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July 6, 2015 / 19 Tammuz, 5775
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Silent Berachot


Cohen-Rabbi-J-Simcha

Question: When called to the Torah for an aliyah, may one recite the berachot silently?

Answer: Contrary to the custom of many, it is not halachically proper to say the berachot silently.

The Shulchan Aruch (Orach Chayim 284:3) states that one should be attentive and answer Amen to the berachot of Keriat HaTorah and the Haftarah so that one gets credit for saying the necessary 100 daily berachot. The Mishnah Berurah (Orach Chayim 284:5) notes that accordingly it is a mitzvah for someone who receives an aliyah to recite the berachot aloud so that the congregation can respond Amen.

The Aruch HaShulchan (Orach Chayim 284:12) writes similarly that it is an obligation (“chovah”) for those who receive an aliyah to recite the berachot aloud in order for the congregation to be able to respond Amen. In fact, he rules that “go’arim bo” – we express anger at those who recite the berachot silently.

Despite these rulings, many congregations allow people to say the berachot silently. It is surprising that they are not corrected and told that “lo zu haderech,” such is not proper.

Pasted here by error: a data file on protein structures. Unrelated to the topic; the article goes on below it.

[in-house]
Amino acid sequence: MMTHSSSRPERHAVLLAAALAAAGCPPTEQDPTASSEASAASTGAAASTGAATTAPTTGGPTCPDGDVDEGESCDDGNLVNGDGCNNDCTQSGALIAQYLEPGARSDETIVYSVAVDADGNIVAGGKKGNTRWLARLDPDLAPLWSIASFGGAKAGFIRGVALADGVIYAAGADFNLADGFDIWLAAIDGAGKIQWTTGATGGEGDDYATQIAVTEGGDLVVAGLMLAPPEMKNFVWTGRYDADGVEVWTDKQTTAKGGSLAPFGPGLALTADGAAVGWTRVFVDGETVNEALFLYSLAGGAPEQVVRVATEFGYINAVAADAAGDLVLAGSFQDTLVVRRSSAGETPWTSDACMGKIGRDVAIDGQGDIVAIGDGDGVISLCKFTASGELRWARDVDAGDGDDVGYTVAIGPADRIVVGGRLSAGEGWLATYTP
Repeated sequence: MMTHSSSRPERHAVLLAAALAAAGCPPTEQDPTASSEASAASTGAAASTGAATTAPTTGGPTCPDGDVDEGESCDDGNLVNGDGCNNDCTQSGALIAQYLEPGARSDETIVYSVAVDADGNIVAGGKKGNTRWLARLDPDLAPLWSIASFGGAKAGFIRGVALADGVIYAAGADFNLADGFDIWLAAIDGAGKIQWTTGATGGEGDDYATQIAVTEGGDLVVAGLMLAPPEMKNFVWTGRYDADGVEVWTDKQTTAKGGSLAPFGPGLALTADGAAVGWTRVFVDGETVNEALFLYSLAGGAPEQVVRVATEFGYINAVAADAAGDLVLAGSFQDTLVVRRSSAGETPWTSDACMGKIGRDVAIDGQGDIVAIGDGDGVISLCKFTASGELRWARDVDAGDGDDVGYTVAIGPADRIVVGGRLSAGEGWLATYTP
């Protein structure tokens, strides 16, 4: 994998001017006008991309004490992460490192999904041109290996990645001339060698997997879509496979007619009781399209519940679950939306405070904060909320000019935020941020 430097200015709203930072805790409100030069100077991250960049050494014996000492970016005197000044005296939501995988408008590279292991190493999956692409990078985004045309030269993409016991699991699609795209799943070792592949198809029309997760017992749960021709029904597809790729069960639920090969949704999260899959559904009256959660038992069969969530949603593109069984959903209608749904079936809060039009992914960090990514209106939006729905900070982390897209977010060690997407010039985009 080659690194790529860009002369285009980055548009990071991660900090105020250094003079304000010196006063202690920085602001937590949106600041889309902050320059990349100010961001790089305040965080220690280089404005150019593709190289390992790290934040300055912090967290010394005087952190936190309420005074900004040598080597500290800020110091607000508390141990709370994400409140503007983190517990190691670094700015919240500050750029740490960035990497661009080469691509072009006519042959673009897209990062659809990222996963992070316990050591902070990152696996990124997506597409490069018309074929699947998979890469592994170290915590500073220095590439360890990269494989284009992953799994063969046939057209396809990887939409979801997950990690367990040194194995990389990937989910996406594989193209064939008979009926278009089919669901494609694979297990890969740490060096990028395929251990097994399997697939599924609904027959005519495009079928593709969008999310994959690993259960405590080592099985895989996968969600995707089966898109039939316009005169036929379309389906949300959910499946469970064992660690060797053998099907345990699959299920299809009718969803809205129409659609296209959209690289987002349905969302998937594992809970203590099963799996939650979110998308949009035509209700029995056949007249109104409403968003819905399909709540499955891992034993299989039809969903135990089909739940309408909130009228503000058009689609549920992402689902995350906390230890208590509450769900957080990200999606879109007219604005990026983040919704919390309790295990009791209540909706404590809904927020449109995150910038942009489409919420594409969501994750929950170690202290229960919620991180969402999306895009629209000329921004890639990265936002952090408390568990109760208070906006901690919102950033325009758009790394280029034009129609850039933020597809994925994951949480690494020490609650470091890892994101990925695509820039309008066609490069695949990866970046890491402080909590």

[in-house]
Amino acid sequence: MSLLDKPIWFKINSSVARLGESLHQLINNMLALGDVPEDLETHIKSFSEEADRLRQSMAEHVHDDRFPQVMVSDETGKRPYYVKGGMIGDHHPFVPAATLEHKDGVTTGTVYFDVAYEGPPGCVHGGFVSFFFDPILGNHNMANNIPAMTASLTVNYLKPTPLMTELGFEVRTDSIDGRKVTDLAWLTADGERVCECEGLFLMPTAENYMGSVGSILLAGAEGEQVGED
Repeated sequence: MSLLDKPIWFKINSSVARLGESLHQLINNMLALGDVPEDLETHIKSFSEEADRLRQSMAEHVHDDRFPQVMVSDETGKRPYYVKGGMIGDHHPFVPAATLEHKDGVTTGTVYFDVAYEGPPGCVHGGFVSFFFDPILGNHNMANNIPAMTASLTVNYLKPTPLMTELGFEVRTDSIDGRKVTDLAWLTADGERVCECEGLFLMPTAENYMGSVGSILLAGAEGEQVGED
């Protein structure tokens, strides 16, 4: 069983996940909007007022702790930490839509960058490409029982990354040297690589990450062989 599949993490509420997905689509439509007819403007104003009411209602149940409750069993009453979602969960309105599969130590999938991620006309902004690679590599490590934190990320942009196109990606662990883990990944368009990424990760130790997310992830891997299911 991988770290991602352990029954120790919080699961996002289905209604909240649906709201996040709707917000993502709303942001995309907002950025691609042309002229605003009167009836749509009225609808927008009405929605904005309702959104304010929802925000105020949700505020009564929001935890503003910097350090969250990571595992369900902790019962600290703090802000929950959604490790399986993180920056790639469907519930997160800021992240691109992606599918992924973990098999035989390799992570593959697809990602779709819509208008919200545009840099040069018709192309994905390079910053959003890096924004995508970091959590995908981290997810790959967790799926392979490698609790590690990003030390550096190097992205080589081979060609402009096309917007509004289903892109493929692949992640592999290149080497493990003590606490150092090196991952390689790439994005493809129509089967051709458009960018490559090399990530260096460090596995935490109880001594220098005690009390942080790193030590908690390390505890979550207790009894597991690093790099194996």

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Question: When called to the Torah for an aliyah, may one recite the berachot silently?

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Yes, I am addressing you both in the same sentence, because even though you are divorced, to me you are still Mom and Dad. I just want you both to know how much I love you. Things have been really crazy and I need to get a few things off my chest. You being divorced has really been hard on me. I remember how you argued so much that most of the time I parented myself. I was so scared … When you fought, I felt so invisible.

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